Toronto Blue Jays president Mark Shapiro says his comments about ActiveTO in early June were widely misinterpreted.
Shapiro spoke with reporters on Thursday, his first public appearance since writing an open letter to Toronto city councilors about the program that shut down busy Lake Shore Boulevard West most weekends over the past two years. Shapiro said he didn’t want ActiveTO ended, just adjusted.
“I am strongly in favour of ActiveTO, I’m in favour of getting exercise and getting outside, especially getting outside and experiencing it,” said Shapiro at a news conference where he introduced new renovations being made to Rogers Centre in downtown Toronto, just north of Lake Shore.
“I think ActiveTO is a great idea but what I have to think about first though, are our fans, the hundreds of thousands of fans over weekends that are impacted by closures.”
ActiveTO was conceived to give cyclists, joggers, and other pedestrians a traffic-free space to exercise during the height of the COVID-19 pandemic. City council was scheduled to vote on continuing the program on June 15 when Shapiro issued his open letter.
“I am writing to request you do not vote in favour of extending ActiveTO on Lake Shore Boulevard West,” Shapiro wrote on June 10, pointing to “unprecedented levels of construction and other diversions.”
Shapiro said on Thursday that his intention was to ask Toronto city council to recalibrate the times and locations of ActiveTO.
“So (the message) was just to consider the routes, consider the other things going on, and consider that we’re not in the same place we were getting started,” said Shapiro.
Because of travel restrictions related to the pandemic the Blue Jays did not play in Toronto for most of the 2020 and 2021 seasons, instead playing out of the team’s minor-league facilities in Dunedin, Fla., and Buffalo, N.Y. When the Blue Jays did return to Rogers Centre for the end of the 2021 season it was with limited capacity.
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That meant that the traffic caused by Blue Jays games and the closures related to ActiveTO didn’t run afoul of each other until April of this year. Shapiro said in his open letter that he was writing after feedback from fans.
“Just complaints about how difficult it is to get to games on days when ActiveTO limited access,” said Shapiro on Thursday on what, specifically, fans had said to him.
Shapiro had been widely criticized online for his letter and Toronto Mayor John Tory publicly defended the Blue Jays president before ActiveTO’s fate was determined by city council. Tory then participated in the city council debate on ActiveTO and voted with other councilors to approve a new plan that didn’t include closing Lake Shore as frequently.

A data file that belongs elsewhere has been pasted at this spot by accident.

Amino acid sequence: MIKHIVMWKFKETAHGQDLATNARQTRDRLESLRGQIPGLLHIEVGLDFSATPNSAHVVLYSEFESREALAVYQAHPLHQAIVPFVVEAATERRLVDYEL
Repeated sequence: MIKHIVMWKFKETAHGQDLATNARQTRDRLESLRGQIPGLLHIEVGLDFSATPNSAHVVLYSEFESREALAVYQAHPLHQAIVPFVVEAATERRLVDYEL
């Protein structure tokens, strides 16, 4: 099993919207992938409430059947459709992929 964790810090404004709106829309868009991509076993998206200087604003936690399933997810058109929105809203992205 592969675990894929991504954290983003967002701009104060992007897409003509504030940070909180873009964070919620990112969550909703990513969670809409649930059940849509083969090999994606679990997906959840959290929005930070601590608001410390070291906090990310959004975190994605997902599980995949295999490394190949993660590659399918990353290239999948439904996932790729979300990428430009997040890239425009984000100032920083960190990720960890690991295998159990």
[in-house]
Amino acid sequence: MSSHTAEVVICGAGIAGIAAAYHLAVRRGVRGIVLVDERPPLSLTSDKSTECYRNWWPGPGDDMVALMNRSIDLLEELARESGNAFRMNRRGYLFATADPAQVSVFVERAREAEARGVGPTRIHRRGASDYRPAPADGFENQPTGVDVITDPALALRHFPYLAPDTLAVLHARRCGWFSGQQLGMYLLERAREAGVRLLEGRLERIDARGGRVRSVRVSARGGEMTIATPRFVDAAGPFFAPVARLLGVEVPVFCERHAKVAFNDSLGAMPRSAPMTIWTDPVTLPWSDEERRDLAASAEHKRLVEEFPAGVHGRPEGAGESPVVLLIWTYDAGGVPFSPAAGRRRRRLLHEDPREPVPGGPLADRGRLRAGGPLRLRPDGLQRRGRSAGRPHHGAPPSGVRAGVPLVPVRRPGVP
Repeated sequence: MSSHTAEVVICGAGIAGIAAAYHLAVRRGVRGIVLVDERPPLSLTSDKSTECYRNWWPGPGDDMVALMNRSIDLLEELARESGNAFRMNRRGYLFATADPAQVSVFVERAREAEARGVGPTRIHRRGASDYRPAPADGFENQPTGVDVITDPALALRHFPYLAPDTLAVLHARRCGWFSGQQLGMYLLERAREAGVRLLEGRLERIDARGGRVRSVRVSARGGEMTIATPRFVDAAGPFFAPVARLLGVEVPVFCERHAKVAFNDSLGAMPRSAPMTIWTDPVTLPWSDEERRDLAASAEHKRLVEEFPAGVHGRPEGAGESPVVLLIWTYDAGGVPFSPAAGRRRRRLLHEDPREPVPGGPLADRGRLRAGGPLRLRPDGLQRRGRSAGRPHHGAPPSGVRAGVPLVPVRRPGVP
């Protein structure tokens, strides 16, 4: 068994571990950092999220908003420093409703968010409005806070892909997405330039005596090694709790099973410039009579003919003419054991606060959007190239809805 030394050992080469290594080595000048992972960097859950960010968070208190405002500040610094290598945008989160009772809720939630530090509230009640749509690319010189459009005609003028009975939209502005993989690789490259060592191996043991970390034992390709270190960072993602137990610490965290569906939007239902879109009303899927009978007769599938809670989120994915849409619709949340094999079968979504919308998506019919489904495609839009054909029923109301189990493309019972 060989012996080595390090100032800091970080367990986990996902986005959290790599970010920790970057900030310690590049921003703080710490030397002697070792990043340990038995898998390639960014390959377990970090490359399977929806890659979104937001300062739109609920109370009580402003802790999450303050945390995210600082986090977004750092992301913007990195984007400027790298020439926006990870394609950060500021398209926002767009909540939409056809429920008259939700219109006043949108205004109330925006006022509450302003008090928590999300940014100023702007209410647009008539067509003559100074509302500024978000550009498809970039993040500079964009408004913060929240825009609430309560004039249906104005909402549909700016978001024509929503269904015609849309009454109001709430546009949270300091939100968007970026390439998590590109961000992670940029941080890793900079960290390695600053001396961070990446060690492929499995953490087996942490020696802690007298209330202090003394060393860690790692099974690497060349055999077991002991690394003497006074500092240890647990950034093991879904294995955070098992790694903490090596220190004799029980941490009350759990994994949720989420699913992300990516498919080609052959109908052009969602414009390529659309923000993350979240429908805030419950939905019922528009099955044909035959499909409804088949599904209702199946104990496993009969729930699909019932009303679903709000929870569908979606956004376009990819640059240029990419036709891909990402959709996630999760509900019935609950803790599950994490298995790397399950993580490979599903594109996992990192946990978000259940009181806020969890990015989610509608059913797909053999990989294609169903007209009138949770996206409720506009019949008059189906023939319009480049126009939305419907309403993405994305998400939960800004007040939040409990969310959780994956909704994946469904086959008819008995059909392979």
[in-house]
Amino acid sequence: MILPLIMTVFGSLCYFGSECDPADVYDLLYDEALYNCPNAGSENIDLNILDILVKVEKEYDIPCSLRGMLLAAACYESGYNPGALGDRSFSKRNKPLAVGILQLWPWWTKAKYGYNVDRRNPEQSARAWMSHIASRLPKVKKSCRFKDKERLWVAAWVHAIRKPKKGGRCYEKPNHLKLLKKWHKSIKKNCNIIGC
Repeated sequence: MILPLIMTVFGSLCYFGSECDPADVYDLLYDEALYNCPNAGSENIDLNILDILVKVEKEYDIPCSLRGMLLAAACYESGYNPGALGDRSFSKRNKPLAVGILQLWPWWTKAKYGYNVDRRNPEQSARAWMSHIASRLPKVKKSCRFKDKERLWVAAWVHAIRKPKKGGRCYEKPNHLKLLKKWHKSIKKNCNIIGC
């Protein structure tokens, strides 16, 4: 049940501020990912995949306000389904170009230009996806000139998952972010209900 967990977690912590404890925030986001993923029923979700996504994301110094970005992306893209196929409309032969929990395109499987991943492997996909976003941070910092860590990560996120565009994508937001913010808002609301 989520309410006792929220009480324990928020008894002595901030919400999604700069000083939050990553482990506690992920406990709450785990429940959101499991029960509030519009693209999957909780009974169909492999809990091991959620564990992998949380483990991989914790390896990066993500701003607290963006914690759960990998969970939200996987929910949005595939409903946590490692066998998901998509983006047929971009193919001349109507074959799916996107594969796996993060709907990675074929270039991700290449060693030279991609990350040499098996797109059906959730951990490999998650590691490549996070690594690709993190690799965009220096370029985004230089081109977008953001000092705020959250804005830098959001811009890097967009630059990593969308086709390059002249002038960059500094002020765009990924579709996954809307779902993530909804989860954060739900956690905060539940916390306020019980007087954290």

Civic activist Adam Chaleff said on Tuesday that he has filed a formal complaint with the city’s integrity commissioner against Tory for participating in the ActiveTO debate and voting on the matter.
Tory has a long association with Rogers Communications, which owns the Blue Jays. Tory was an executive for Rogers in the 1990s and still sits on the advisory committee of the family trust that controls Rogers.
“I believe that Tory has tried to serve two masters at the same time — Rogers and the public interest — which is what the (integrity commissioner) is setup to prevent,” said Chaleff in a tweet on Tuesday. “I say a judge must now determine whether and what consequences Tory should face for this apparent conflict of interest.”
Don Peat, Tory’s spokesman, issued a statement on Tuesday that said the mayor’s office respects the integrity commissioner’s office and won’t be commenting on the complaint while it’s in front of him.
“This vote was about a city program that the Mayor introduced and championed throughout the pandemic and this was a very broad public issue involving all road users in the city,” said Peat. “The city staff report made no mention of that organization.
“When the Mayor does have any conflicts, he studiously has declared them and he did not have one in this case.”
Shapiro said he was aware of the complaint filed against Tory but that he had no comment on the matter.
“I read it and went back to running the Toronto Blue Jays. It’s just not my expertise. It’s not my area of focus,” said Shapiro.
“I wrote the letter because it was the best interest for the Blue Jays and our fans and I went back to running the Blue Jays.”
This report by The Canadian Press was first published July 28, 2022.
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